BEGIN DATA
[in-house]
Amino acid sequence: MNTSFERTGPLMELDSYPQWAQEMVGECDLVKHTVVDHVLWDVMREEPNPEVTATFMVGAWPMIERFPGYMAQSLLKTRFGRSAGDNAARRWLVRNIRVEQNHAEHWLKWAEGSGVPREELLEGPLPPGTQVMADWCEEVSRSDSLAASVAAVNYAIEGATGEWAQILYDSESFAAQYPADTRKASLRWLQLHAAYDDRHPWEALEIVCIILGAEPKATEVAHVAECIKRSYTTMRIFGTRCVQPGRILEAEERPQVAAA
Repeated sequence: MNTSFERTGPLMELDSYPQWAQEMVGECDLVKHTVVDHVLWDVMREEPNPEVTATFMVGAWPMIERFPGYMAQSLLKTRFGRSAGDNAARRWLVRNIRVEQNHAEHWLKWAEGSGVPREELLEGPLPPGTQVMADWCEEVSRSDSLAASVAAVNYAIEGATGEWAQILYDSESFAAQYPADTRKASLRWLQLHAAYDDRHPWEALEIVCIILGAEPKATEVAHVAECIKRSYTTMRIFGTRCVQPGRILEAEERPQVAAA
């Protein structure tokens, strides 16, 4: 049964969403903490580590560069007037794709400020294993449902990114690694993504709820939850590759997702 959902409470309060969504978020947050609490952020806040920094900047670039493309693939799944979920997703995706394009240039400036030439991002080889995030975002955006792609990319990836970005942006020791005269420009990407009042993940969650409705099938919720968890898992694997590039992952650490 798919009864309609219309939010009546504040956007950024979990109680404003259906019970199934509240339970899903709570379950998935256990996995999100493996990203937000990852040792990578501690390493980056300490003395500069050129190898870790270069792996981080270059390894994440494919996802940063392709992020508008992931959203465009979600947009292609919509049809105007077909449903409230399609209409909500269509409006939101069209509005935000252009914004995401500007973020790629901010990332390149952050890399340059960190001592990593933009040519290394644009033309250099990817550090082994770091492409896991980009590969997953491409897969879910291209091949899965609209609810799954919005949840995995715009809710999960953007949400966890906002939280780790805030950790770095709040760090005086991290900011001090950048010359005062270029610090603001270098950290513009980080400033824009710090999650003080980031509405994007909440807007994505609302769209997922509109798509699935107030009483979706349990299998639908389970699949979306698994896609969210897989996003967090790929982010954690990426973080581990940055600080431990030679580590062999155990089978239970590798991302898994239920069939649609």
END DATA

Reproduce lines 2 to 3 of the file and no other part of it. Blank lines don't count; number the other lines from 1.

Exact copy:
Amino acid sequence: MNTSFERTGPLMELDSYPQWAQEMVGECDLVKHTVVDHVLWDVMREEPNPEVTATFMVGAWPMIERFPGYMAQSLLKTRFGRSAGDNAARRWLVRNIRVEQNHAEHWLKWAEGSGVPREELLEGPLPPGTQVMADWCEEVSRSDSLAASVAAVNYAIEGATGEWAQILYDSESFAAQYPADTRKASLRWLQLHAAYDDRHPWEALEIVCIILGAEPKATEVAHVAECIKRSYTTMRIFGTRCVQPGRILEAEERPQVAAA
Repeated sequence: MNTSFERTGPLMELDSYPQWAQEMVGECDLVKHTVVDHVLWDVMREEPNPEVTATFMVGAWPMIERFPGYMAQSLLKTRFGRSAGDNAARRWLVRNIRVEQNHAEHWLKWAEGSGVPREELLEGPLPPGTQVMADWCEEVSRSDSLAASVAAVNYAIEGATGEWAQILYDSESFAAQYPADTRKASLRWLQLHAAYDDRHPWEALEIVCIILGAEPKATEVAHVAECIKRSYTTMRIFGTRCVQPGRILEAEERPQVAAA